It isn’t just that the one-touch automatic operation deploys and unfurls the top in a spectacular dance of levers, covers, and flaps. It’s also that the car looks great with the top up, and it drives with the solidity and isolation of a coupe.
Then, when you consign the top to its lair beneath the gleaming hard tonneau covers—completely concealing its presence under a long rear deck—the loss of a roof profile and its critical C-pillar volume is balanced by such visual details as roll hoops, fins, and a glass engine cover.
Equally important, the aerodynamic characteristics of a top-down Spider are extraordinary.
Whether it’s due to the long, raked windshield or the little mesh wind blockers you see in the mirror—or a combination of both—the Spider provides a remarkably draft- and buffet-free environment.
Climb from the BMW Z8 on a chilly day on a fast autostrada, and the Spider feels like a warm and secluded refuge from the elements. Said C/D’s normally skeptical editor-in-chief: “The 360’s top-down cockpit comfort is unbelievable. At 125 mph, a sheet of paper sitting on the passenger seat doesn’t even flutter.”
Plus, you can carry on a conversation without yelling yourself hoarse at speeds that would have you on a Cops episode in the U.S. Better yet, you can dive into one of the many tunnels that enclose Italy’s coastal autostradas, flick the left-side paddle for a two-gear downshift, and let ‘er rip to the redline. This produces a wail like that of an F1 car from the ’70s and even has the guys in other cars laughing like schoolboys.
Peter Robinson wrote: “The Ferrari should get 11 out of 10 in the fun category.” He’s right. Everything in the Spider has been crafted to provide maximum fun. The engine rasps, snarls, and howls its way to the 8500-rpm redline, ticking past 100 mph in 11.7 seconds on the way to its redline-limited top speed of 175 mph. The steering wheel thrills with messages from the front wheels and transmits its responses to your hands in genetic code. And the F1 transmission—although requiring some practice to achieve optimal smoothness—allows you to play boy racer without the need for any tricky pedal boogie.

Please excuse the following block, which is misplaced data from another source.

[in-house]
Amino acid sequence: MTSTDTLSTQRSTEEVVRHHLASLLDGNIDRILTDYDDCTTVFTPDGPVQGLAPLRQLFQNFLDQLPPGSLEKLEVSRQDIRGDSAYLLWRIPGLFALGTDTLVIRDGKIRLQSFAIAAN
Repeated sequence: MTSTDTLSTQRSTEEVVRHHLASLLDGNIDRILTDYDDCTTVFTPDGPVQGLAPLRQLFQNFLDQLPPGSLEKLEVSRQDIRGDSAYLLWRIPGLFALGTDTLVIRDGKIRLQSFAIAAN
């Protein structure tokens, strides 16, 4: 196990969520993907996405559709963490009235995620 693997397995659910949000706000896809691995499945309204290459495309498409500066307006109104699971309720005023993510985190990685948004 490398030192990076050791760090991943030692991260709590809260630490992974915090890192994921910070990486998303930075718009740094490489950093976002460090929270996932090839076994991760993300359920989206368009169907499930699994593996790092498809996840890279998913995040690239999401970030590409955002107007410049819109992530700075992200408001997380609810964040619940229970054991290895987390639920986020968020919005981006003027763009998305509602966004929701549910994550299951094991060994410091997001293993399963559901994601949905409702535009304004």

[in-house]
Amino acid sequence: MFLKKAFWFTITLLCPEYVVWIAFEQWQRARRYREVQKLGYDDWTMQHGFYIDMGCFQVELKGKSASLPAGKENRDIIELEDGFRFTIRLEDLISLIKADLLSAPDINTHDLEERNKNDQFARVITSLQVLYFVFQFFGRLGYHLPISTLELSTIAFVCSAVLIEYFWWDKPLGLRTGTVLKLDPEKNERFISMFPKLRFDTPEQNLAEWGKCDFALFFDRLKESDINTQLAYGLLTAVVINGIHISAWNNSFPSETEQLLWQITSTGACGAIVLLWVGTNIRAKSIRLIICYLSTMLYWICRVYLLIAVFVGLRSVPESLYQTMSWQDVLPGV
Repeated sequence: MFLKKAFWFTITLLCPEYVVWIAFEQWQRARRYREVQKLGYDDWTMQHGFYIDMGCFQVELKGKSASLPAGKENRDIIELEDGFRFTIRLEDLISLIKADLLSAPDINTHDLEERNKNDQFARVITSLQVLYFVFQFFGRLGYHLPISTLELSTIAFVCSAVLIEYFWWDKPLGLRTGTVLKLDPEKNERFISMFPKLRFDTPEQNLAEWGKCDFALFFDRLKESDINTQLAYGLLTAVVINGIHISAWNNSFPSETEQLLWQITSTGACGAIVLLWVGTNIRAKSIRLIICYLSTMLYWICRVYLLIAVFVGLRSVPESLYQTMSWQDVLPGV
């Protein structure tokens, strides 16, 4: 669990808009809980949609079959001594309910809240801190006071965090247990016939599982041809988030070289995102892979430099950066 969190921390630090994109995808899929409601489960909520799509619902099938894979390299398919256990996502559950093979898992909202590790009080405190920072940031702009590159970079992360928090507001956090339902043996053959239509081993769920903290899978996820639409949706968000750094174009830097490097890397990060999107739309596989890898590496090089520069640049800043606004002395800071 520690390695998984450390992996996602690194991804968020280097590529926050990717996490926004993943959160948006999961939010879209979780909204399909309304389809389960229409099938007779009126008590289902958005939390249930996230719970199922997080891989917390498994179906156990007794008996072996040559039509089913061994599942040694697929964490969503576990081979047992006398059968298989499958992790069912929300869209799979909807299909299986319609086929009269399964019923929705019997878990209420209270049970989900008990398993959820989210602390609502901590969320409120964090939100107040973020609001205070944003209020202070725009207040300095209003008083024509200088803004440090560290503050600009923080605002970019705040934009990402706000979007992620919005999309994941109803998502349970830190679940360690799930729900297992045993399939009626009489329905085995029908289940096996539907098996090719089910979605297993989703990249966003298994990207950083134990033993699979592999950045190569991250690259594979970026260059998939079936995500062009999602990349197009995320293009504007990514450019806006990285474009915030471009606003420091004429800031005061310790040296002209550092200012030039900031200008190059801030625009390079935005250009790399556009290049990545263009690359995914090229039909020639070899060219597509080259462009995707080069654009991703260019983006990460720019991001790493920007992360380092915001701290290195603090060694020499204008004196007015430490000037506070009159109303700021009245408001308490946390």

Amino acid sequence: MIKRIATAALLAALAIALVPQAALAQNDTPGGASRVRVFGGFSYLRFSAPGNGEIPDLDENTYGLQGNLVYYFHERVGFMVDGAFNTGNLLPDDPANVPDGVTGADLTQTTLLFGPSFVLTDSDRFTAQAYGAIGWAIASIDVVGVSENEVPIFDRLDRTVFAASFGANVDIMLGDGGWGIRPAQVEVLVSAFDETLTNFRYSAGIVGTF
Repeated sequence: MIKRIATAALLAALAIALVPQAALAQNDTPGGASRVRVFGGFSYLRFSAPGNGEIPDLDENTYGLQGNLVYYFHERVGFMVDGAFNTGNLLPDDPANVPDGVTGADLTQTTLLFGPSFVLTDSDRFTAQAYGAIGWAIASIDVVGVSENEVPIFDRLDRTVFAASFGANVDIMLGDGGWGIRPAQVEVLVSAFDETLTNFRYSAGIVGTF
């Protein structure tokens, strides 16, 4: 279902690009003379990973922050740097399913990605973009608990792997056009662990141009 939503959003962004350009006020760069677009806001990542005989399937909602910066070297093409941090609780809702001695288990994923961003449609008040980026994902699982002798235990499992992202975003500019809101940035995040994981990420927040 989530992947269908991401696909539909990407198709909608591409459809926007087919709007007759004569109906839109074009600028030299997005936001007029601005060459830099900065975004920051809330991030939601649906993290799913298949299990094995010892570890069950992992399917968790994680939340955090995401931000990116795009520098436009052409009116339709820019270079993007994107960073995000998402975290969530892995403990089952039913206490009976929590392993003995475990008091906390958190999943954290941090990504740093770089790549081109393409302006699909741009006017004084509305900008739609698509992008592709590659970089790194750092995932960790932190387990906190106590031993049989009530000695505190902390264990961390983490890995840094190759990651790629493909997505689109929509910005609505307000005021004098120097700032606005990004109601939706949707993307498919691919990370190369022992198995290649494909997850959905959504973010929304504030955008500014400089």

Being mid-engined, the Spider turns in with an immediacy that is notably different from the two front-engined cars. Unlike the Z8, which kind of swings the nose around the driver, the Ferrari rotates car and driver in one piece. With excellent road feel, strong brakes, and its mass centralized between the axles, the 360 will corner very hard indeed, offering linear response at the helm until the meaty Pirellis begin to push wide.
To keep a driver’s enthusiasm from overreaching his capabilities, the Spider has ASR—a stability program—that steps in to cut the power and selectively apply brakes to control yaw. A sport switch alters the threshold of the stability system while also altering the variable-damping shock menu.
Thus, Ferrari’s electronics protect the inexpert driver and cater to the expert at the same time. When you add this contemporary technical sophistication to a car that offers a surprising amount of passenger space, decent ergonomics, fairly generous room in the front trunk and behind the seats for luggage, plus peerless visual and tactile delights, you end up with a car that is paradoxically versatile and charismatic. As Hutton noted: “The surprising thing is that it is the most extreme car, yet it’s also, in many ways, the easiest to use.” Putting it another way, that means we have a winner on our hands.
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Source: Reviews - aranddriver.com